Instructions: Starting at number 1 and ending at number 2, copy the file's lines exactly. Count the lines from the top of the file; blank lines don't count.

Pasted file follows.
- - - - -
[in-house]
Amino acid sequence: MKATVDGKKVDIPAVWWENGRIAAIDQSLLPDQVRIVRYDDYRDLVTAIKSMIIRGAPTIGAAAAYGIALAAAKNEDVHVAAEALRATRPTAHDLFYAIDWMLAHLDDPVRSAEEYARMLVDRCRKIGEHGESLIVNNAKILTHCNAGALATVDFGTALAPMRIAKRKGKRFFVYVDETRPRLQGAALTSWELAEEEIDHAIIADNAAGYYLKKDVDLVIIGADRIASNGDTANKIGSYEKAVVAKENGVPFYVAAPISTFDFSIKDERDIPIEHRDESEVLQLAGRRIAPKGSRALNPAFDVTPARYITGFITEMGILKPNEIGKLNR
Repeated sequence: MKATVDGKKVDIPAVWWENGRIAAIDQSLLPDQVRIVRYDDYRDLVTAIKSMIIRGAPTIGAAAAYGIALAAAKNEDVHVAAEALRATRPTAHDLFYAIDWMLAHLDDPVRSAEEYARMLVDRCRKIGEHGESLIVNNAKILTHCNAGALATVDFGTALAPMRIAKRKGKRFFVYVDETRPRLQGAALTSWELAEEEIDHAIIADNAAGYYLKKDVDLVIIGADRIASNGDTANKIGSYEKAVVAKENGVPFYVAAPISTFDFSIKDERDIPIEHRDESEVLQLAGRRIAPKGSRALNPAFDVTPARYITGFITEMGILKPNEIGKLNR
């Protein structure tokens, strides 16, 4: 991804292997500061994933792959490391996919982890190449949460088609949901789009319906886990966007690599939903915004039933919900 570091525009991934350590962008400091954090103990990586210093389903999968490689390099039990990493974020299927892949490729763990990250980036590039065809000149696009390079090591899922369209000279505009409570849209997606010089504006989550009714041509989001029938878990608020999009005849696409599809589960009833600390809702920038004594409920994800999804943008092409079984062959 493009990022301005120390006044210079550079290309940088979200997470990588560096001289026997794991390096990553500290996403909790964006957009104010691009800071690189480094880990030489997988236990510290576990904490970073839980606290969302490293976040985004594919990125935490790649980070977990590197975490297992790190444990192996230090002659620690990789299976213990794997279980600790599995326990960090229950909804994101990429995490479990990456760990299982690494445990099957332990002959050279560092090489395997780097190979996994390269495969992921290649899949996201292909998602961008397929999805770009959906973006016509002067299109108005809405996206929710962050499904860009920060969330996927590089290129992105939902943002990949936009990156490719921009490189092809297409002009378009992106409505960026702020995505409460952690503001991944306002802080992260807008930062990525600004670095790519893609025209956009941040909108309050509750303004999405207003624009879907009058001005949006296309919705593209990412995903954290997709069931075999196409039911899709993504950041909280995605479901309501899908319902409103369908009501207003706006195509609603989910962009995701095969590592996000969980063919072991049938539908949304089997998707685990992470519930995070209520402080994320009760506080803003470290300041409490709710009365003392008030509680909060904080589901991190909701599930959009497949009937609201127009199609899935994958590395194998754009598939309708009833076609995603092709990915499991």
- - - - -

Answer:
[in-house]
Amino acid sequence: MKATVDGKKVDIPAVWWENGRIAAIDQSLLPDQVRIVRYDDYRDLVTAIKSMIIRGAPTIGAAAAYGIALAAAKNEDVHVAAEALRATRPTAHDLFYAIDWMLAHLDDPVRSAEEYARMLVDRCRKIGEHGESLIVNNAKILTHCNAGALATVDFGTALAPMRIAKRKGKRFFVYVDETRPRLQGAALTSWELAEEEIDHAIIADNAAGYYLKKDVDLVIIGADRIASNGDTANKIGSYEKAVVAKENGVPFYVAAPISTFDFSIKDERDIPIEHRDESEVLQLAGRRIAPKGSRALNPAFDVTPARYITGFITEMGILKPNEIGKLNR